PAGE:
Richard added the office of diversity is important at UL Lafayette especially because the university prides and promotes its cultural diversity.
“I know that’s a huge thing that draws people into the university. That’s a big reason I came here,” he said, “and I think it’s very important to show they have a specific office devoted to promoting that.”
Though Mallery is absent on maternity leave, Bryant said the office ensures services are still available with the assistance of other campus administrators.
She said she redirects those needing assistance through the office to Patricia Cottonham, vice president for student affairs, for instances regarding speaking on behalf of the university; Joanna Davis-McElligatt, Ph.D., associate professor of ethnic studies, for lectures or conversations at events or student organization meetings; and Henderson for training sessions.
“I think all of us think differently and act differently and having diversity and inclusion allows us to be in an environment where we can embrace and accept one another,” Henderson said.
The office of diversity includes Project Alliance Linking Leaders In Education and Services, an optional workshop offered to faculty and students that strives to encourage acceptance of the LGBT community at UL Lafayette.
The Black Faculty and Staff Association, headed by Henderson, was founded through the diversity office. Students and faculty are able to join through a membership application on the diversity office’s website. The next meeting will be Oct. 14.
Henderson said the meetings usually fall on Wednesdays at 12:30 p.m., but added he hopes to change them to Fridays after classes in hopes that faculty members will have completed university obligations by then, abling more to attend.
“We do a really good job with recruiting staff and staff retention, but we are trying to be be more attractive to faculty members as well,” he said.
The office also houses the the Christiana Smith Alumni Chapter, an organization named after the first African American graduate from then-University of Southwestern Louisiana. Henderson, vice president of events of the chapter, said every year during homecoming, they host a “Sweet Sounds of Sharing” event, where past members of the UL Lafayette community are honored.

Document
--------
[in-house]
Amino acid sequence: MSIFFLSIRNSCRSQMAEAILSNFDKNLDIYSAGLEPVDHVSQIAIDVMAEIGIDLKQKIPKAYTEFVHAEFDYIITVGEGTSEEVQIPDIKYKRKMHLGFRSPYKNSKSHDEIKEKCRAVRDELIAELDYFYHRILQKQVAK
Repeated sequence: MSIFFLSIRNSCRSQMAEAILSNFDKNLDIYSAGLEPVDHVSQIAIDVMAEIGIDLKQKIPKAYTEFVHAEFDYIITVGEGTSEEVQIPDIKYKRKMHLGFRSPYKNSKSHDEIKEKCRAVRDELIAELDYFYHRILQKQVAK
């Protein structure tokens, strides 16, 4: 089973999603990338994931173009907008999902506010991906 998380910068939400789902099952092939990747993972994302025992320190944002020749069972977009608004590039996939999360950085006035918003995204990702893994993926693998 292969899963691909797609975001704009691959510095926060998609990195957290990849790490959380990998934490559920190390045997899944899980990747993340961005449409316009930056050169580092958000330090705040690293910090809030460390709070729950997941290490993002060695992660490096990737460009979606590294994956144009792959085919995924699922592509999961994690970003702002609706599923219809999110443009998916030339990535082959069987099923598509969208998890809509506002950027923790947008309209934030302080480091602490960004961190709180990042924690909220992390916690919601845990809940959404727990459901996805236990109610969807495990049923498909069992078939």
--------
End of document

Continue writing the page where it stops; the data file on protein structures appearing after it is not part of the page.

Each year, there is also a “trailblazer” honored. This year’s trailblazer is Ray P. Authement, Ph.D., the previous University president who Henderson said was an advocate and supporter for African American students on campus.
The event will be Nov. 18 at 8:30 p.m. Tickets are $20 in advance and $30 at the door and can be purchased online. Current UL Lafayette students can purchase $10 tickets at the door with a valid school ID. All proceeds go to the Christiana Smith endowed scholarship fund.
Named after the first African American man to earn a doctoral degree, the James Jackson community of scholars is a diversity initiative for underrepresented minority graduate students at UL Lafayette.
The initiative, geared toward students of color, first-generation college students, disabled students, international students and LGBT students, was created to help minority graduate students make connections with each other — something McElligatt described as one of the hardest things to do as a graduate student at a university this size.
Henderson said because everything done within the office is not always advertised, some tend to think not much is being done at all.
“Sometimes you don’t necessarily hear everything that goes on, but there’s a lot that actually does go on behind the scenes,” he said.